San Francisco-based Omada, founded in 2011, has its clients interact online with a personal coach and a peer group who try to influence the clients to reduce their weight. The program combines use of online chat rooms and lessons, phone calls and remote electronic monitoring. Weight loss is checked by a digital scale, which electronically transmits the data to Omada staff. Customers are either screened through a questionnaire or by a blood test to confirm prediabetic status.

Mike Payne, the company’s chief commercial officer and head of medical affairs, said Omada’s model can be disseminated more widely than bricks-and-mortar programs, is more flexible for participants and enables better data-based decisions.

The vision of providing better, faster, cheaper and more consumer-friendly healthcare is shared by many digital health and telehealth startups. Such health IT companies have received $2.3 billion in investment money the first half of this year, according to a report from digital health accelerator Rock Health. These entrepreneurs are seeking to take advantage of a number of trends in U.S. healthcare, including more consumer cost-sharing and greater accountability by healthcare providers for costs and outcomes. Still, shifting healthcare services to the digital realm involves new challenges in ensuring quality and appropriate utilization.

Technology companies are rushing into healthcare, often led by people with tech talent but little or no healthcare experience. For example, Grand Rounds provides second opinions and access to specialists. Its founder, Owen Tripp, previously co-founded Reputation.com, a site that helps users monitor and defend their online reputations.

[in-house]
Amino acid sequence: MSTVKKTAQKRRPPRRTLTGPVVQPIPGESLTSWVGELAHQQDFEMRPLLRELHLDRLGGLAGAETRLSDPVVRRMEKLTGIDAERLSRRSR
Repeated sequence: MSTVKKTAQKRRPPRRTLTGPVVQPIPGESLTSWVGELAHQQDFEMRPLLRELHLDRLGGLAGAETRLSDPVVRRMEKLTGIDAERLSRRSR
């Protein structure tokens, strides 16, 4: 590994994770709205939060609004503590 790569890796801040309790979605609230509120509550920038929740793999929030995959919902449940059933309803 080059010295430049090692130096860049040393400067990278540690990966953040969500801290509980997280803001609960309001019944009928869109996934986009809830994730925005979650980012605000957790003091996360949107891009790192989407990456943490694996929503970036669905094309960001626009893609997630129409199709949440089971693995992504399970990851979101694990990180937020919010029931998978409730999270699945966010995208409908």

There’s also Doctor on Demand, a startup that gives consumers access to medical consultations by video. Before taking an interest in healthcare, founder Adam Jackson co-founded a website called DriverSide.com, which helped consumers navigate the car-buying process. Doctor on Demand recently raised $21 million in venture capital.

These types of entrepreneurs are “easier to fund because they know what they’re doing,” said Dr. Bob Kocher, a venture capitalist with Venrock and a former healthcare adviser to the Obama administration. They know how to build a technology business, whereas people with solely healthcare backgrounds often don’t, he said.

Healthcare is increasingly attractive to tech entrepreneurs from outside the healthcare industry, said Omada’s Payne, who previously worked for Gilead Sciences, a biopharmaceutical firm. “There are a whole lot of folks who have been developers and managers at tech firms who have made their money and are looking for something different to do,” he said. They are thinking of “returning something to society in a more direct way.”

Some investors say the technological expertise and insights that tech outsiders bring to healthcare could change the industry. Stephen Kraus, a partner at Bessemer Venture Partners who focuses on healthcare, said entrepreneurs with tech backgrounds are flocking to healthcare to apply their technical skills, particularly in cloud computing.

Venture capitalist Vinod Khosla said tech types from outside healthcare have fewer preconceptions and are more likely to try radical approaches that lead to breakthroughs. Healthcare companies also are in need of tech experts to design the sophisticated interfaces that consumers have come to expect from digital products and services.